China’s Finance Ministry has agreed to widen its deficit target for next year to 2.8%, up from 2.6% the previous year, to accommodate a more pro-active fiscal policy and tax cuts amid efforts to soften the economic slowdown.
Two sources told Bloomberg that the new target was confirmed during December’s annual work conference, although the final figure could be changed between now and its public release at the National People’s Congress in March.
According to Bloomberg, 2.8% is smaller than what many economists had expected. Faced by an intensifying slowdown, Beijing has promised more easing measures in the next year, making a larger gap between spending and tax revenue inevitable.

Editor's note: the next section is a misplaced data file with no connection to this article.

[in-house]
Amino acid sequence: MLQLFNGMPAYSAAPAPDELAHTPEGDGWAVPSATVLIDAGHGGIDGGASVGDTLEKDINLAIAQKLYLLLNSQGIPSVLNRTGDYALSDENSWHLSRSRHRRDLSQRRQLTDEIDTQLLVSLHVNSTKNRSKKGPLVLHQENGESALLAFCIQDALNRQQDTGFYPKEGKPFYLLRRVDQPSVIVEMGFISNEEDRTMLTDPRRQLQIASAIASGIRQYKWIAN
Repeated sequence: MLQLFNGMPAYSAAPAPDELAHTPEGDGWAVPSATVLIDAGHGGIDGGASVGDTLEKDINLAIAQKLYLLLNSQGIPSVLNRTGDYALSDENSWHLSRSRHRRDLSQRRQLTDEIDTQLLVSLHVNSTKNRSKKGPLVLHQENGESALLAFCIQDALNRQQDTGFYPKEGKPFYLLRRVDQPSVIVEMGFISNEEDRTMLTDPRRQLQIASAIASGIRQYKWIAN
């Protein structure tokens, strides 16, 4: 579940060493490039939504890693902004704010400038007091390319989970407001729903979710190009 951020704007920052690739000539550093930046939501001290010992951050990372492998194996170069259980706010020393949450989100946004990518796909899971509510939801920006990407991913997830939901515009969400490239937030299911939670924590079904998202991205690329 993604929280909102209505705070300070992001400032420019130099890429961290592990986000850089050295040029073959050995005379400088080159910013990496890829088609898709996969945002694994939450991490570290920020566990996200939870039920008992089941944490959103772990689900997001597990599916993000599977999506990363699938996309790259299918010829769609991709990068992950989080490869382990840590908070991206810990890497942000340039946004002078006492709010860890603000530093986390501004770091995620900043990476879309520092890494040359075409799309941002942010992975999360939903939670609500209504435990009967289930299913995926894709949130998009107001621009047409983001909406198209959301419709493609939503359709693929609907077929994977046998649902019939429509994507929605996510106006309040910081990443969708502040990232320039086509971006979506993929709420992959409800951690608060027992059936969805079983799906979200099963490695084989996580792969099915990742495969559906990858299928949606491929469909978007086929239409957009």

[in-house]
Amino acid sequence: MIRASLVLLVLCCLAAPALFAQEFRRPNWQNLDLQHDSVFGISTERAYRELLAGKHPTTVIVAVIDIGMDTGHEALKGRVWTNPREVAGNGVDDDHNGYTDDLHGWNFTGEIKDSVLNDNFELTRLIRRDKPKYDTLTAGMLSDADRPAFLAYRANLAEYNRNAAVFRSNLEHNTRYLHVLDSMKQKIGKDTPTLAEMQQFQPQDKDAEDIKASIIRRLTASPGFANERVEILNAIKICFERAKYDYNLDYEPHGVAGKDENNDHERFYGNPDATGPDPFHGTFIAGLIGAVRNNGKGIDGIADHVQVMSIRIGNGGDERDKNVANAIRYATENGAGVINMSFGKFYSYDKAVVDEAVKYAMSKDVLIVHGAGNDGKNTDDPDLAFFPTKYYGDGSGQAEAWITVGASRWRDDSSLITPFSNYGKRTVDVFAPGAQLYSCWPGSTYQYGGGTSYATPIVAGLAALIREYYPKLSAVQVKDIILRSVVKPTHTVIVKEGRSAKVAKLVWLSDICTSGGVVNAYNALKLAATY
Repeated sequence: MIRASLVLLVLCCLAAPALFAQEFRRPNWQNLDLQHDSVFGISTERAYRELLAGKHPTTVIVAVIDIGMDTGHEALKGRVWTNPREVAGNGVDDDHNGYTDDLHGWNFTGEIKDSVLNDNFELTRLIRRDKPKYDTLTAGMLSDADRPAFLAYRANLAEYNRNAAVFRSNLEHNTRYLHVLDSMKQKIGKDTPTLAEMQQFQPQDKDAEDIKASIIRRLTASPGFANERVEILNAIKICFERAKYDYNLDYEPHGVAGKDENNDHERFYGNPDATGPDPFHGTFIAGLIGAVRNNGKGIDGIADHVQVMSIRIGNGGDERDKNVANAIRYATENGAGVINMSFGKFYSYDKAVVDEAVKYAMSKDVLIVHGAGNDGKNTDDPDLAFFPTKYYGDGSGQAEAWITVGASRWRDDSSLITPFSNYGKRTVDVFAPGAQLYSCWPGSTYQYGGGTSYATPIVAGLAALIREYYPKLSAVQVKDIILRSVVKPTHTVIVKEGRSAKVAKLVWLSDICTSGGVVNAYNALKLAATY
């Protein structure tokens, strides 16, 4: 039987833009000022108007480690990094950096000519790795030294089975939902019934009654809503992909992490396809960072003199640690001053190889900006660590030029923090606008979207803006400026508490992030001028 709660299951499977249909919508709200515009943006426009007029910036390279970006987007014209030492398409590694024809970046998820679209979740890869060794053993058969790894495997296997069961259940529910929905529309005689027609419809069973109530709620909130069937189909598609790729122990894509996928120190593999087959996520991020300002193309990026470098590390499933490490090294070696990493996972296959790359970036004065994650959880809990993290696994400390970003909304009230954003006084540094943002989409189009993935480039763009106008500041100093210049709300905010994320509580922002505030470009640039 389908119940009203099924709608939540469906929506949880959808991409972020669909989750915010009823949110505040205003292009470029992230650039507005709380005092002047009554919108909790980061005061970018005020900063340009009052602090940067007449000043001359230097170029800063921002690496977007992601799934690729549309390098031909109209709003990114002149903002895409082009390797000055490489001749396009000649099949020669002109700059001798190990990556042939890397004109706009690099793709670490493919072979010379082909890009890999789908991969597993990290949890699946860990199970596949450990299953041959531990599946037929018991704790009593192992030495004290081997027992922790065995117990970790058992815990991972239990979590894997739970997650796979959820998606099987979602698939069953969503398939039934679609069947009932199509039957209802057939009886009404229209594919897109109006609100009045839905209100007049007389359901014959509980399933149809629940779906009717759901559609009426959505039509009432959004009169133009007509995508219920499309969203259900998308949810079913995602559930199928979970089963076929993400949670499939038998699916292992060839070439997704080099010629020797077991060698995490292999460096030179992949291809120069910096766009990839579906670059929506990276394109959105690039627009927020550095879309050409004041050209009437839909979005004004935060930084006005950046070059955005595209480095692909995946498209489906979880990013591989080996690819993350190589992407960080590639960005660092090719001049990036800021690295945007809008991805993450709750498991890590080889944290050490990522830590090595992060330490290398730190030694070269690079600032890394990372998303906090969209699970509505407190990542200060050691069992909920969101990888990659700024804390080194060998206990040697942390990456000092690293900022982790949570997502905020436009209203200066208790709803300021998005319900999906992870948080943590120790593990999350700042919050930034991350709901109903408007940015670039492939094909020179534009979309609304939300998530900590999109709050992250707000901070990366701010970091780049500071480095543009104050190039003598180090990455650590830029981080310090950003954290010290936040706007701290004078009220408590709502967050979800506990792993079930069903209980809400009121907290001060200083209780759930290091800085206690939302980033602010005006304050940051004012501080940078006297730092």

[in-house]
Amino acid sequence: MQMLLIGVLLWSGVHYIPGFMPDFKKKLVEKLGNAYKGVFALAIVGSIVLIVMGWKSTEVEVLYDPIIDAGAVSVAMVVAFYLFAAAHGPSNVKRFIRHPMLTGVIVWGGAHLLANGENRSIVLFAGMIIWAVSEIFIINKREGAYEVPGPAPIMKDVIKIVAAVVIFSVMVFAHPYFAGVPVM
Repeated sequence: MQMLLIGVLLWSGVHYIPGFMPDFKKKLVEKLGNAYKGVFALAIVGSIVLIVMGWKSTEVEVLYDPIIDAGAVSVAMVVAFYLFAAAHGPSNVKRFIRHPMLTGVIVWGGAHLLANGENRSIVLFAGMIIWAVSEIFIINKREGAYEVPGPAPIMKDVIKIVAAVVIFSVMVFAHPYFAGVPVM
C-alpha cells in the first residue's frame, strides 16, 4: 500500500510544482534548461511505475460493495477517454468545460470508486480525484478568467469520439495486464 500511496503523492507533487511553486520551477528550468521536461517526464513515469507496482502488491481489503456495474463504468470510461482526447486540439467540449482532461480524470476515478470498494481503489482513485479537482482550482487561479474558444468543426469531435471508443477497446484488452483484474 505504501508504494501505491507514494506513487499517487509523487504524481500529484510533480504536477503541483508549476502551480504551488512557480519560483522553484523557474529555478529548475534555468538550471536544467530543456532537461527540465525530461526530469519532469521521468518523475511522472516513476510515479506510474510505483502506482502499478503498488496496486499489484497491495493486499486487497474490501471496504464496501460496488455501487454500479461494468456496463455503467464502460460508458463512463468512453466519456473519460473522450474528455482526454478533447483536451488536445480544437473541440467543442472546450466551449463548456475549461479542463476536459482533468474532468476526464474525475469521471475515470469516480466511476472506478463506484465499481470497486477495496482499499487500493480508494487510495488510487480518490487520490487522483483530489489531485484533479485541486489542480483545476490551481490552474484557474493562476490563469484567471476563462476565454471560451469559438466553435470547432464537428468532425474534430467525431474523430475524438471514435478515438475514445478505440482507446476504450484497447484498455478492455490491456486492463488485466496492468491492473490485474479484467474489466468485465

“We expect most of the extra fiscal stimulus will be reflected in reductions in personal income and corporate taxes,” wrote David Qu and Chang Shu of Bloomberg Economics. “A 2.8% deficit target would be a calibrated policy response aimed at combating continued weakness in domestic demand, flagging external demand and uncertainties associated with a trade war with the US.”